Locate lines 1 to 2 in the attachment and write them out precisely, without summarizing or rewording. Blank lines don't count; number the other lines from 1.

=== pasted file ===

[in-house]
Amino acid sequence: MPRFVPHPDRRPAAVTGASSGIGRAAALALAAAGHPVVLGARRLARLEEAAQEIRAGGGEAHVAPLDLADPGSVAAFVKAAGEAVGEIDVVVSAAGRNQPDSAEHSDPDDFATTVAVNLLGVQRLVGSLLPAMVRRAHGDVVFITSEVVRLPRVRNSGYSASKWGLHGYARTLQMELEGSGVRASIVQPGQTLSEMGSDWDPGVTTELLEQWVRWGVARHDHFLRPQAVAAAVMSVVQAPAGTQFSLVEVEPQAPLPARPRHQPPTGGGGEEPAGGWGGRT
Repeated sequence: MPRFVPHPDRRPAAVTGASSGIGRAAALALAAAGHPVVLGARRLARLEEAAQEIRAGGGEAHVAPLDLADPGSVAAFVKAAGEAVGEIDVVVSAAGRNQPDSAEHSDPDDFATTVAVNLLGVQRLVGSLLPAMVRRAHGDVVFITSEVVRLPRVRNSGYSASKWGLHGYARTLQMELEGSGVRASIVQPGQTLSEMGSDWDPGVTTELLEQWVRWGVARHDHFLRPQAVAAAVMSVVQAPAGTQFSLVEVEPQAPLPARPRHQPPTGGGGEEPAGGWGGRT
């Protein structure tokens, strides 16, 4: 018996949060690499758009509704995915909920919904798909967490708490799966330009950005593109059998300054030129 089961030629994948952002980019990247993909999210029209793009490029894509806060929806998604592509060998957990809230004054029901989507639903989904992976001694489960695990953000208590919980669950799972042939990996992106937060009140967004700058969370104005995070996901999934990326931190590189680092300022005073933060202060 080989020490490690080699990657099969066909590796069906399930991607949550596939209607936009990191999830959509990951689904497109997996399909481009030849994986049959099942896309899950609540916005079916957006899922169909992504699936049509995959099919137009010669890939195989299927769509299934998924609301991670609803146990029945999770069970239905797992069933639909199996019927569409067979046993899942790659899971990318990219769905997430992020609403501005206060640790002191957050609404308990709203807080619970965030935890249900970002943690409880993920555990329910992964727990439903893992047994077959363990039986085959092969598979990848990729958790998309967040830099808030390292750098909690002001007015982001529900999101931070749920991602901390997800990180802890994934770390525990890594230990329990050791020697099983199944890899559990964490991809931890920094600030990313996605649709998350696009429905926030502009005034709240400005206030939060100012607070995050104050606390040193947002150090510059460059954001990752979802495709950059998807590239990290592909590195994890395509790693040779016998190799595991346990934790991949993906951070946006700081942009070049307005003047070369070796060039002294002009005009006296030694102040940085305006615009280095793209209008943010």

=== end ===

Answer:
[in-house]
Amino acid sequence: MPRFVPHPDRRPAAVTGASSGIGRAAALALAAAGHPVVLGARRLARLEEAAQEIRAGGGEAHVAPLDLADPGSVAAFVKAAGEAVGEIDVVVSAAGRNQPDSAEHSDPDDFATTVAVNLLGVQRLVGSLLPAMVRRAHGDVVFITSEVVRLPRVRNSGYSASKWGLHGYARTLQMELEGSGVRASIVQPGQTLSEMGSDWDPGVTTELLEQWVRWGVARHDHFLRPQAVAAAVMSVVQAPAGTQFSLVEVEPQAPLPARPRHQPPTGGGGEEPAGGWGGRT